This weekend was especially challenging because of the staggering heat. Within the Temple, the temperature at its highest was 102° F. Outside, the thermometer broke.

The Temple

Zen Master Dae Gak told us of the Buddhist monks who traditionally sat in meditation during periods of extreme heat and extreme cold. During the spring and fall, they would travel the countryside and engage in scholarly pursuits.

He encouraged us all to use the conditions to our benefit. Most significantly for me, he reminded us that enlightenment is always possible, just a second away.

It was a hard and sweaty weekend. I perspired in places I didn’t know humans perspired. I explored some painful places and came out the better for it.

I’m going to help them set up an apiary there!

Tonight I am at peace about my life and my bees and my future. It has cooled down, and there is a storm brewing.

I’ll be going back to Furnace Mountain in September.

Run For The Roses

The Kentucky Derby is a stakes race for three-year-old thoroughbred horses, staged annually at Churchill Downs in Louisville, Kentucky on the first Saturday in May.

Organized horse racing in the State of Kentucky dates as far back as the late 1700s when several different race courses were built in and around the city of Louisville.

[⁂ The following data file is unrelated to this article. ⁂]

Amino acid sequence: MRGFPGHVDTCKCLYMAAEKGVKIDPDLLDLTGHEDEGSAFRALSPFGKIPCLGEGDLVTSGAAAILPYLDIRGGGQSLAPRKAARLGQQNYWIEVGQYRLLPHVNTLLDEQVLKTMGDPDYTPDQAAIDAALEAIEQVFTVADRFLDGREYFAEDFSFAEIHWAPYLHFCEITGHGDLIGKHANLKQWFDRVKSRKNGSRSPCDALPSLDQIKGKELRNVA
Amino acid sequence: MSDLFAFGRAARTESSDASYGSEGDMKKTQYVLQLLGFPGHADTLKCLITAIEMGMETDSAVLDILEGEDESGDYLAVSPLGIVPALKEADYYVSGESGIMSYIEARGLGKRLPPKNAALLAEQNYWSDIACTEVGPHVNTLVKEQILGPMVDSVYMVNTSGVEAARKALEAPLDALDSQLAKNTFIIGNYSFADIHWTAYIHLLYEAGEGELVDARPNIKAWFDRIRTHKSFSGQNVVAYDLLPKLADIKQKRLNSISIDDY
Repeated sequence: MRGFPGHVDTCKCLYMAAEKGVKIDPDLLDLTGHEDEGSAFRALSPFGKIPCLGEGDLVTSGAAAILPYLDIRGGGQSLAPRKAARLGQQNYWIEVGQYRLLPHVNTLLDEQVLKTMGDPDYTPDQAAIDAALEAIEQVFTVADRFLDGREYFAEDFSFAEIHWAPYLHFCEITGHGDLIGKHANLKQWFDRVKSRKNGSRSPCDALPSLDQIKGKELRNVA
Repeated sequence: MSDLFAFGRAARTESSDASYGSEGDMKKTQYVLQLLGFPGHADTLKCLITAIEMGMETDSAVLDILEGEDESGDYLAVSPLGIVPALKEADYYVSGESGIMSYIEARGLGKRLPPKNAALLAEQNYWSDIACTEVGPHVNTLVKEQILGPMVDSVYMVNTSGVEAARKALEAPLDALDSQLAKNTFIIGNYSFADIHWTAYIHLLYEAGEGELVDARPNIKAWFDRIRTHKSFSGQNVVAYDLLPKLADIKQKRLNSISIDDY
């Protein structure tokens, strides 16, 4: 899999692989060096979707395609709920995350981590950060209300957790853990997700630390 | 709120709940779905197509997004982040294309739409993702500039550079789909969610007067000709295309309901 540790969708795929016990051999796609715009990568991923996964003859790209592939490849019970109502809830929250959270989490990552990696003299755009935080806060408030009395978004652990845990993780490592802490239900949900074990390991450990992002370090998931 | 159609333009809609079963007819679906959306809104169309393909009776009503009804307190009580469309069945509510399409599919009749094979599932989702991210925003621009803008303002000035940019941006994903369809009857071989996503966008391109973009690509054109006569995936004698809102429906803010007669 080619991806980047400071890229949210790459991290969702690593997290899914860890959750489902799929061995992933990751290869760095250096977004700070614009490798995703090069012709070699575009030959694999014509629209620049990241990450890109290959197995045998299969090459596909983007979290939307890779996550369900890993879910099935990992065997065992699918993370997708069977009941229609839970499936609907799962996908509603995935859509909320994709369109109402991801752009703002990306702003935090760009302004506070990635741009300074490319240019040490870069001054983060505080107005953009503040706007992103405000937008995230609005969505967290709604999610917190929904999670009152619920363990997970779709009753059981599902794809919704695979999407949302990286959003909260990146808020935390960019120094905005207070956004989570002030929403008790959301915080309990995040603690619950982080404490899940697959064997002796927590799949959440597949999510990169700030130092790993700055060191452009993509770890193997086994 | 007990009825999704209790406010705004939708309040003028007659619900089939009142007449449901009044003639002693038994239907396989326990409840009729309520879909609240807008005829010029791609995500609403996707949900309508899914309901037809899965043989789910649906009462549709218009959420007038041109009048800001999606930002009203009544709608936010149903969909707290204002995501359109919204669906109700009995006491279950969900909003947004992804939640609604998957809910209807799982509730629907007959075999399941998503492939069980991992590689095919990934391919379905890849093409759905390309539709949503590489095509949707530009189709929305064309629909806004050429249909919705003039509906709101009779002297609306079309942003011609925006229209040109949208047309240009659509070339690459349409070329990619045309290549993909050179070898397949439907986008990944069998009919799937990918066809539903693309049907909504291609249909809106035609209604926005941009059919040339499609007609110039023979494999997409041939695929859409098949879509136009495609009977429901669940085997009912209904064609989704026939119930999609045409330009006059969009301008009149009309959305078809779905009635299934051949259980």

In 1872, Col. M. Lewis Clark, traveled to England, visiting the Epsom Derby, a famous race that had been running annually since 1780. From there, Clark went on to Paris, France, where in 1863 a group of racing enthusiasts had formed the French Jockey Club and had organized the Grand Prix de Paris, which eventually became the famous Prix de l’Arc de Triomphe.

Returning home to Kentucky, Clark organized the Louisville Jockey Club for the purpose of raising money to build quality racing facilities just outside of the city. The track would soon become known as Churchill Downs, named for Lewis Clark’s relatives, John and Henry Churchill, who had provided the land for the racetrack.

Besides the consumption of the Mint Julep drink, other traditions have played a large role in the Derby atmosphere, with elegant women appearing in long dresses, big hats, and carrying fancy umbrellas.